In 2014 and 2015, we located and monitored nests of Bachman's Sparrows at 5 sites within the Middle Atlantic Coastal Plain (hereafter, Coastal Plain) and Sandhills physiographic regions in North Carolina, USA (Figure 1). The Coastal Plain consisted of flat terrain with little topographic variability (elevation: 0–30 m), and mean annual precipitation was 160 cm (Palmquist et al. 2015). Four study sites in the Coastal Plain ranged in size from 552 to 25,695 ha, and were managed by the North Carolina Wildlife Resources Commission (NCWRC), The Nature Conservancy, and one private landowner. Study plots (n = 22, size range = ∼2–161 ha) were primarily composed of mesic longleaf pine savannas bordered by pocosin wetlands. Wet pine savannas were characterized by seasonally saturated soils, an open canopy of longleaf pine, and a diverse understory of threeawn (Aristida spp.), bluestem (Andropogon spp.), cinnamon fern (Osmunda cinnamomea), western brackenfern (Pteridium aquilinum), inkberry (Ilex glabra), blue huckleberry (Gaylussacia frondosa), blueberry (Vaccinium spp.), swamp bay (Persea palustris), coastal sweetpepperbush (Clethra alnifolia), switchcane (Arundinaria tecta), and insectivorous plants, depending on soil moisture (Figure 2). Prescribed fire typically was applied in the dormant and early growing seasons at a 1–5 yr return interval, but time since fire exceeded 10 yr at a site owned by a resort community (Compass Pointe; Table 1). Study sites in the Coastal Plain were imbedded in a matrix of urban and rural residential development, row crop agriculture, and loblolly pine (Pinus taeda) plantations.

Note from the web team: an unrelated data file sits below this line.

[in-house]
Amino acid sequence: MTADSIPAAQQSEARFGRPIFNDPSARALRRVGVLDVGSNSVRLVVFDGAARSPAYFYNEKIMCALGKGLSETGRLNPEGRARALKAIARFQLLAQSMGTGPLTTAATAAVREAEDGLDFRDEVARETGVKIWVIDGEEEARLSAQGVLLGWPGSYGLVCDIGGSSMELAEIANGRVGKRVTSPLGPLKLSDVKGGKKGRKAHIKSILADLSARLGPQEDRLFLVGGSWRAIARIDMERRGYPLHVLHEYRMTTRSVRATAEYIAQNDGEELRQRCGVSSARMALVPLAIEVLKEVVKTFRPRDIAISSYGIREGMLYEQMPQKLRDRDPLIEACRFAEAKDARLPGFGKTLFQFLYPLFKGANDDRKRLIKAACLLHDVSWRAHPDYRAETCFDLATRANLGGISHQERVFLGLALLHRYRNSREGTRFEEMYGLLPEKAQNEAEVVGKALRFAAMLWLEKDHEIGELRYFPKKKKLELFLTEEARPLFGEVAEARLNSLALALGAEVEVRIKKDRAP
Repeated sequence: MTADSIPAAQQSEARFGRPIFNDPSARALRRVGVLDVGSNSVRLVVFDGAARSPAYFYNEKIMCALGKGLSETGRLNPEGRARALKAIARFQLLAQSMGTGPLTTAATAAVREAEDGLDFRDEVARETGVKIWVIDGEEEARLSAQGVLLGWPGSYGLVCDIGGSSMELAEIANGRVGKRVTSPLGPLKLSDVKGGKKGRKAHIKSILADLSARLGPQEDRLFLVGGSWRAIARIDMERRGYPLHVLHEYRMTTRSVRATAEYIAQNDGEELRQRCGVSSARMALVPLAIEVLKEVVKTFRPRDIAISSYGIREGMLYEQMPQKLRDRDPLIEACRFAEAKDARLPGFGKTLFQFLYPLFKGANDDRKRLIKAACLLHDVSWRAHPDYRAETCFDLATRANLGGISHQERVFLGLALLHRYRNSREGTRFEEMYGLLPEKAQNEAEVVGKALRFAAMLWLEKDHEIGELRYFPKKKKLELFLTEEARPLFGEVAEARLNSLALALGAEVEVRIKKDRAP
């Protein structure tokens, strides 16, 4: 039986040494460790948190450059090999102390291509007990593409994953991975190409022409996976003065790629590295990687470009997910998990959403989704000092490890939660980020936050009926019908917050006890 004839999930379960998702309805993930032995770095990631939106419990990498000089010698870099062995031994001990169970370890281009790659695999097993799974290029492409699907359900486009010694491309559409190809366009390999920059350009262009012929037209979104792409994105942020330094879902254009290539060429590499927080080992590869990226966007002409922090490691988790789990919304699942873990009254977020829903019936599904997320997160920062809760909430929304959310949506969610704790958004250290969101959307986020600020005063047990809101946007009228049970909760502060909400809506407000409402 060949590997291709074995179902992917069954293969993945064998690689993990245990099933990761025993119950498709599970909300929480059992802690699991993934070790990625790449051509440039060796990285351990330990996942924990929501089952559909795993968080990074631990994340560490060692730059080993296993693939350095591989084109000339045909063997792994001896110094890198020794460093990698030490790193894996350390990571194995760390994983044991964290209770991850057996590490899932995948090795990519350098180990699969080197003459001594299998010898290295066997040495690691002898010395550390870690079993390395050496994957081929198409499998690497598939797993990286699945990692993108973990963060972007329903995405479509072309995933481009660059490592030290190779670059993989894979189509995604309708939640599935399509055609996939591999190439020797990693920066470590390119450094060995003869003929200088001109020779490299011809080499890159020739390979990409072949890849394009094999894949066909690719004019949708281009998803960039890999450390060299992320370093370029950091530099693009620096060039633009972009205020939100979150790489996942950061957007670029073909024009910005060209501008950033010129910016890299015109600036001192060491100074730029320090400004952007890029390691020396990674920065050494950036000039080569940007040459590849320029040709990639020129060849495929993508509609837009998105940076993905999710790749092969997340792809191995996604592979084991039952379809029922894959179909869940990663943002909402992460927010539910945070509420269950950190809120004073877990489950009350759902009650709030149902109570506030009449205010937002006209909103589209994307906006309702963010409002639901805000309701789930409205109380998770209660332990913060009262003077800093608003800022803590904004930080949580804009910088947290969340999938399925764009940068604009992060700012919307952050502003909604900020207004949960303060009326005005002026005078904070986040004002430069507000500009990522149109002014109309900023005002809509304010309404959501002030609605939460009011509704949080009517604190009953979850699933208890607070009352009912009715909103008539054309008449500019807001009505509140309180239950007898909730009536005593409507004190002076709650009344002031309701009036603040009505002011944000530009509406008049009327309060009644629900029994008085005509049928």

Time since fire (yr) averaged across study plots surveyed for Bachman's Sparrow nests by physiographic region and study site in North Carolina, USA, 2014–2015. ‘NA' indicates that a site was not surveyed in the corresponding year. See Figure 1 for study site and physiographic region locations.
In contrast, the Sandhills physiographic region, located in central North Carolina, was characterized by rolling, hilly terrain (elevation: 43–176 m) interspersed with hillside seeps feeding numerous blackwater streams (Sorrie et al. 2006). Mean annual precipitation was 120 cm (Sorrie et al. 2006). We focused our work in the Sandhills in a single site, Fort Bragg Military Installation (hereafter, Ft. Bragg), which occupied 73,469 ha in parts of Cumberland, Harnett, Hoke, and Moore counties. At Ft. Bragg, our study was restricted to 28 plots ranging in size from ∼8 to 74 ha, which were part of larger areas chosen to represent high- and low-intensity military training levels (intensity of military training did not affect Bachman's Sparrow abundance or nest survival; Fish 2017). Ft. Bragg and other adjacent areas in the Sandhills comprised the largest contiguous remnant of the longleaf pine ecosystem in North Carolina (Sorrie et al. 2006). Uplands in this region were xeric and characterized by well-drained, sandy soils (Sorrie et al. 2006). Longleaf pine was the dominant tree species, with an understory of sparse vegetation, including threeawn, dwarf huckleberry (Gaylussacia dumosa), turkey oak (Quercus laevis), and blackjack oak (Quercus marilandica), that was less diverse than the Coastal Plain understory community (Figure 2). Ft. Bragg was divided into >1,300 burn units, which were managed with prescribed fire at a 3-yr return interval, with burns usually occurring between January and September (Table 1).
Nest Searching and Monitoring